Building on the theme of my last blog, where I started to dip my toe in the water of moving to a low carbon economy, this piece considers how we get around.
Helpfully, perhaps (unless you are Jaguar Land Rover and were all in on diesel), Volkswagen’s ‘dieselgate’ seems to have accelerated the move to electric cars. There is no doubt that some great electric cars are now available. One of the features of electric motors is that they produce huge amounts of torque, meaning that those who drive with a heavy right foot needn’t be disappointed. However, this comes at the price of range and that remains a rather sticky challenge. I fret when my phone dips below 50% charge and the impacts of running out are limited to a temporary Spotify outage and the upside of brief freedom from work emails and calls. Being stuck out on the road and out of charge in your car is a rather different prospect. And herein lies the troubling issue with electric cars; batteries and charging them.
Battery technology, as we know from our phones and laptops, has long lagged behind the demands we place on them. Critically though, if there is widespread adoption of battery powered cars, we start to face the challenge of how we charge them when our energy production capacity is currently at pretty full stretch with the demands we currently place on it. Further, unless you have access to a fast charging station, it can take a long time to charge a battery to provide sufficient capacity for a half decent drive somewhere and this limits the practicality and flexibility we have come to expect from our cars. All of this though overlooks a rather unpalatable truth, which is that current batteries are full of materials such a lithium, cobalt and nickel that are both limited in supply and environmentally damaging to extract. Indeed, it has even been mooted that such materials could be sourced by mining asteroids (I kid you not) such is their potential value.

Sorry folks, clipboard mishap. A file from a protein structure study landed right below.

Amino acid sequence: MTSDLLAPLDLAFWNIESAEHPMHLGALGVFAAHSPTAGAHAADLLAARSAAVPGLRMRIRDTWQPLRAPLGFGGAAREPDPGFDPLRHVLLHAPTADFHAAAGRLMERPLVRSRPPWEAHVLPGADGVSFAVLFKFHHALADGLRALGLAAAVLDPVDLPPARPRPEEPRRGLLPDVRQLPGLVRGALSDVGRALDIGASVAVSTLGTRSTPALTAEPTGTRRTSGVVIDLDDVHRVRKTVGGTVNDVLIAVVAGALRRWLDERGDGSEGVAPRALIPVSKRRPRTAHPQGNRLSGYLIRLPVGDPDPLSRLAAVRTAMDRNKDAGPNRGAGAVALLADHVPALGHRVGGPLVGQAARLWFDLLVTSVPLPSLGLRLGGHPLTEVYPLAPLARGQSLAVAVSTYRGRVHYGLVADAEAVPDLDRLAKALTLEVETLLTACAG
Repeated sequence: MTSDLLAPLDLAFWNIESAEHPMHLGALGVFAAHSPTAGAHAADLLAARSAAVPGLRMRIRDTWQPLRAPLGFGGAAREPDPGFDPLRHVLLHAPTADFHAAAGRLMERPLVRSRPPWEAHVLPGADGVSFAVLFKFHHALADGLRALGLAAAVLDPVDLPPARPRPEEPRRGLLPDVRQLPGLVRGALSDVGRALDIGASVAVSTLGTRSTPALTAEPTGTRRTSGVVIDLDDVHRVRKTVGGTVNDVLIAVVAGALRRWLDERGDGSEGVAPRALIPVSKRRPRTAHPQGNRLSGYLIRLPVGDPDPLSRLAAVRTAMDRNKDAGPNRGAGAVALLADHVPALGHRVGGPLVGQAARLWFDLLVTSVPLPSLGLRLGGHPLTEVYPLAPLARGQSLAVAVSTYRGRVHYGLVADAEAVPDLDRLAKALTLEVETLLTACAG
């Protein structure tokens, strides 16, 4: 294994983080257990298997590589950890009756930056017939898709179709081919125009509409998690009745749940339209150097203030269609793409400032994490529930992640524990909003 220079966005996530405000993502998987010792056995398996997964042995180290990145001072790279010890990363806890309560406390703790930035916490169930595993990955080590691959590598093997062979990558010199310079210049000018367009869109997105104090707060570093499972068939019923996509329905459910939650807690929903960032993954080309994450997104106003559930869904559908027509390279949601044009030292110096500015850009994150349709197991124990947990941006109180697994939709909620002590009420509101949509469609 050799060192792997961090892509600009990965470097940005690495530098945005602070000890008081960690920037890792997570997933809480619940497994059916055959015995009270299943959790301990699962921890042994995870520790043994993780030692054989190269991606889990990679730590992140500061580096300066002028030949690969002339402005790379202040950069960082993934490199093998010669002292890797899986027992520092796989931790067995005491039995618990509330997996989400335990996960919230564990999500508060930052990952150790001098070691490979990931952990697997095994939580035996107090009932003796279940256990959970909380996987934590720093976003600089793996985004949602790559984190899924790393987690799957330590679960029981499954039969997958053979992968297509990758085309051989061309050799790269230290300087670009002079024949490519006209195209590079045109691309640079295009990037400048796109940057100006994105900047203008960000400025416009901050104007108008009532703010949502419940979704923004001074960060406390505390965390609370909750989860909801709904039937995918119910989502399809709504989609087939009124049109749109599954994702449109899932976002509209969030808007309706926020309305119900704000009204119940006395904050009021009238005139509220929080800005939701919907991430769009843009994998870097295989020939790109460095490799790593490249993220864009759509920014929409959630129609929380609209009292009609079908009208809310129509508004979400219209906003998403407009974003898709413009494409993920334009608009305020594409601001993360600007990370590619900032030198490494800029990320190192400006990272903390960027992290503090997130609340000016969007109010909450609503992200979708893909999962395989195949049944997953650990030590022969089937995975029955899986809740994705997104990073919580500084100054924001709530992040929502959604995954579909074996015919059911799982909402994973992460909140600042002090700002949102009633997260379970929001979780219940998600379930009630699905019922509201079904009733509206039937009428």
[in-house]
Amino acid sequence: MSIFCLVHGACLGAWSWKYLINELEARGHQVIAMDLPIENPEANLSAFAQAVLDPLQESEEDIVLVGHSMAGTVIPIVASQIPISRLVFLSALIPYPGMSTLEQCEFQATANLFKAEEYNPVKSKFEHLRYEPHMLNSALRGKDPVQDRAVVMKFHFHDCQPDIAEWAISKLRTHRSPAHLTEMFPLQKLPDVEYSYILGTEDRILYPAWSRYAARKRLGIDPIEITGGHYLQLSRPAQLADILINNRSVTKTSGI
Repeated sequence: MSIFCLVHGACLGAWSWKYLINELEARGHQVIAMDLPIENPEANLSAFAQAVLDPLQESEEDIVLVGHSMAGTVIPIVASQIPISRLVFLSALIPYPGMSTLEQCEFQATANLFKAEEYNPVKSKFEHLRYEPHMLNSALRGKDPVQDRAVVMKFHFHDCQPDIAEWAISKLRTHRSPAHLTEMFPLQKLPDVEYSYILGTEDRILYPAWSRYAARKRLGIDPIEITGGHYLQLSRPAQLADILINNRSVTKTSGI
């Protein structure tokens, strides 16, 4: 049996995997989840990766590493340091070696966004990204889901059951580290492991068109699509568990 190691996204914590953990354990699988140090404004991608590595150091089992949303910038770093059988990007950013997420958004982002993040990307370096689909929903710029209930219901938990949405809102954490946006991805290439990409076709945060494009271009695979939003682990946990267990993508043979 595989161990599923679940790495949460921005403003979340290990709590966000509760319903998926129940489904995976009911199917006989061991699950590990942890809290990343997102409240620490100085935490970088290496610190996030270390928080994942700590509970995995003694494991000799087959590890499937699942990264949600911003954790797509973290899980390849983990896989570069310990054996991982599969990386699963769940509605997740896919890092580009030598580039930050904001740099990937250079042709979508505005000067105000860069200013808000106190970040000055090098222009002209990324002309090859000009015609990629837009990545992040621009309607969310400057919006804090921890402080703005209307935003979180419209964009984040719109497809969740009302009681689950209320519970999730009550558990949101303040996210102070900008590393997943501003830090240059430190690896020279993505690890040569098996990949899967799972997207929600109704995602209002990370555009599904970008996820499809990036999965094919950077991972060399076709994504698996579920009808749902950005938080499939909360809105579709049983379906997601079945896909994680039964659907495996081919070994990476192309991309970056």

Many, many years ago I used to work with an architect who had a saying that has stood me in good stead many times since; ‘don’t solve the problem, get rid of it’. In this context, we were grappling with fitting a staircase into a corner of a floorplan that the senior partner had sketched in. No matter how we tried to solve the three dimensional challenge we couldn’t solve the problem. In the end, we got rid of the problem by moving the staircase somewhere else where it fitted perfectly.
I think the same may apply to battery powered cars and other vehicles. My feel is that this use of batteries is a short-term fix and that unless a radically different, cheaper, lighter, faster charging battery can be developed, this is a dead-end. My personal view, and as you will probably be aware, I am no scientist, is that hydrogen is the long-term solution to personal transportation. I know that hydrogen has its challenges; it requires a lot of energy to produce, requires platinum rather than lithium in its associated fuel cell and is more challenging to transport and fill a vehicle with than petrol, but it offers the benefits that water comes out the tail pipe, it is as quick to fill as a petrol car and there is a substantial distribution network (converted petrol stations) that doesn’t place additional demands on the electricity grid. It’s a hotly contested debate, and a lot of money has gone into lithium batteries with a lot of manufacturers, but I suspect it might be like the CD or DVD; materially better than what went before, but rapidly replaced by streaming, or in this case, hydrogen, after a generation of use.
We shall see. In the meantime, my next car is almost certain to be battery powered!